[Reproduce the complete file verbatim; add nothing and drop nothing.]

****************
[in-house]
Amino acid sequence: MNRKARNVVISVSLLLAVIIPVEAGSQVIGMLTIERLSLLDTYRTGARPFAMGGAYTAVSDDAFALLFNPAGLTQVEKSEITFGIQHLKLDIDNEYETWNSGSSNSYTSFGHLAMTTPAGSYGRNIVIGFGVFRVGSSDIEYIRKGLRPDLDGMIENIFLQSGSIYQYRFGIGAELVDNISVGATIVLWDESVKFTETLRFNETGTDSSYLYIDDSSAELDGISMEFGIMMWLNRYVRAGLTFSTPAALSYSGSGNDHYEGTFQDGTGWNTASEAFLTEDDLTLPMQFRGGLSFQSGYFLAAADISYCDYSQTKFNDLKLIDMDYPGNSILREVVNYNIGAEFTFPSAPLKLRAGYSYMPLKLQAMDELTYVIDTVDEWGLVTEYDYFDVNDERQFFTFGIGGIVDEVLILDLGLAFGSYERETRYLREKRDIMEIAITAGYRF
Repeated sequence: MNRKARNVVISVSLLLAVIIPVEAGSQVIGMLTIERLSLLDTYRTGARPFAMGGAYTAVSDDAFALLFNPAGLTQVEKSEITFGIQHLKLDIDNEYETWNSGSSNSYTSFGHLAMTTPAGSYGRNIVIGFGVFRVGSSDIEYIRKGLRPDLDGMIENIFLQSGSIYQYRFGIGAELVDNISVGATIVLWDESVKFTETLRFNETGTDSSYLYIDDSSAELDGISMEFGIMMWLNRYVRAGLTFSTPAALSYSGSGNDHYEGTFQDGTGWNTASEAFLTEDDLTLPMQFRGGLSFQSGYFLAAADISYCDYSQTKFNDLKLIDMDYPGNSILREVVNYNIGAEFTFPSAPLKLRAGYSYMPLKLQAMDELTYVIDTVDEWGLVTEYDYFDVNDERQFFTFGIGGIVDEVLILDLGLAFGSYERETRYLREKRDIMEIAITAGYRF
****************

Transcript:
[in-house]
Amino acid sequence: MNRKARNVVISVSLLLAVIIPVEAGSQVIGMLTIERLSLLDTYRTGARPFAMGGAYTAVSDDAFALLFNPAGLTQVEKSEITFGIQHLKLDIDNEYETWNSGSSNSYTSFGHLAMTTPAGSYGRNIVIGFGVFRVGSSDIEYIRKGLRPDLDGMIENIFLQSGSIYQYRFGIGAELVDNISVGATIVLWDESVKFTETLRFNETGTDSSYLYIDDSSAELDGISMEFGIMMWLNRYVRAGLTFSTPAALSYSGSGNDHYEGTFQDGTGWNTASEAFLTEDDLTLPMQFRGGLSFQSGYFLAAADISYCDYSQTKFNDLKLIDMDYPGNSILREVVNYNIGAEFTFPSAPLKLRAGYSYMPLKLQAMDELTYVIDTVDEWGLVTEYDYFDVNDERQFFTFGIGGIVDEVLILDLGLAFGSYERETRYLREKRDIMEIAITAGYRF
Repeated sequence: MNRKARNVVISVSLLLAVIIPVEAGSQVIGMLTIERLSLLDTYRTGARPFAMGGAYTAVSDDAFALLFNPAGLTQVEKSEITFGIQHLKLDIDNEYETWNSGSSNSYTSFGHLAMTTPAGSYGRNIVIGFGVFRVGSSDIEYIRKGLRPDLDGMIENIFLQSGSIYQYRFGIGAELVDNISVGATIVLWDESVKFTETLRFNETGTDSSYLYIDDSSAELDGISMEFGIMMWLNRYVRAGLTFSTPAALSYSGSGNDHYEGTFQDGTGWNTASEAFLTEDDLTLPMQFRGGLSFQSGYFLAAADISYCDYSQTKFNDLKLIDMDYPGNSILREVVNYNIGAEFTFPSAPLKLRAGYSYMPLKLQAMDELTYVIDTVDEWGLVTEYDYFDVNDERQFFTFGIGGIVDEVLILDLGLAFGSYERETRYLREKRDIMEIAITAGYRF